WHAT: Pools and rapids in a waterpark.
WHERE: Suối Cát, Cam Lâm, Khánh Hòa; about 20 km from Nha Trang.
Apparently, the late Swiss-French physician and explorer Alexandre Yersin (1863 – 1943) first opened the route to this stream of falls. The bacteriologist – credited with helping to discover the bacteria that causes bubonic plague – spent a significant portion of his life in Vietnam. (The house he lived in Nha Trang is now the Yersin Museum.)
Looking to entertain children or connect with your inner child? The rocky areas and land around the rapids at the Thạch Lâm stream have been converted into a waterpark. This means plenty to do. Think rubber-tube rafting, canoeing, paintball, water-skiing, mini-golf, and more. Kids will relish the chance to do some ‘grass-skiing’ down the lawn embankments. Then enjoy the rustic Vietnamese dishes on offer at the countryside market.
DIRECTIONS: Head south of Nha Trang city along National Highway 1A. Turn left at the Suối Cát junction and drive for about 5km.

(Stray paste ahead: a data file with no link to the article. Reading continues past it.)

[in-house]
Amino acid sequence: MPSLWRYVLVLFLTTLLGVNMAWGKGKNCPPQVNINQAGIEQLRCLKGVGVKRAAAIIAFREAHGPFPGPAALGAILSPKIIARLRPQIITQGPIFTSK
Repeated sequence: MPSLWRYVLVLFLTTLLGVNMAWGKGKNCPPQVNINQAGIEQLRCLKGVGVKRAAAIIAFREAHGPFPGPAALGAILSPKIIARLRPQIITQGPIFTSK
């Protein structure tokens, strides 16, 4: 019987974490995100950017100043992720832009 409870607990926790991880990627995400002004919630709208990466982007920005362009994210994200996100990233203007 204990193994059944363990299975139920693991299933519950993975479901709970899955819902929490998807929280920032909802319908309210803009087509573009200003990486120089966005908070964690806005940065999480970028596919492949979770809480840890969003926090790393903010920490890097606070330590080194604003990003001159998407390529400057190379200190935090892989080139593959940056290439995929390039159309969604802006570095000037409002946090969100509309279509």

Tà Gụ waterfall
FOR: Adventure-seekers wanting some wild swimming far from the crowds.
WHAT: A waterfall of about 40m high with two levels to enjoy.
WHERE: In the Sơn Hiệp commune, along the Khánh Sơn mountain pass.
Tà Gụ is also known as ‘Ivory Waterfall’, like it’s two calm, steady flows resemble gleaming white elephant-ivory tusks. There are two myths about how the waterfalls formed. One involves a python and baby elephant battling on the cliffs, with both falling into the abyss. Upon returning, the elephant’s mother shed tears of grief that became the falls. According to the other story, faeries once came down from the sky to wash their hair in the stream. But one day, one faery took her time. She was too late to leave the human world. The sky door closed, and she was turned into the waterfall.
As this waterfall isn’t that well known, its nature is quite untouched. The hike to the falls is a bit arduous (think slippery rocks, streams crossing, and having to hold onto tree roots for support). So it’s not advised for elderly travelers.
DIRECTIONS: From Nha Trang, go to To Hop town in Lâm Đồng province. Take the provincial road 9 to Sơn Hiệp commune. To get to the main waterfall, you’ll need to walk another 200m. Ask locals for directions as there aren’t any signs. It’s another 200m to reach the top of the falls.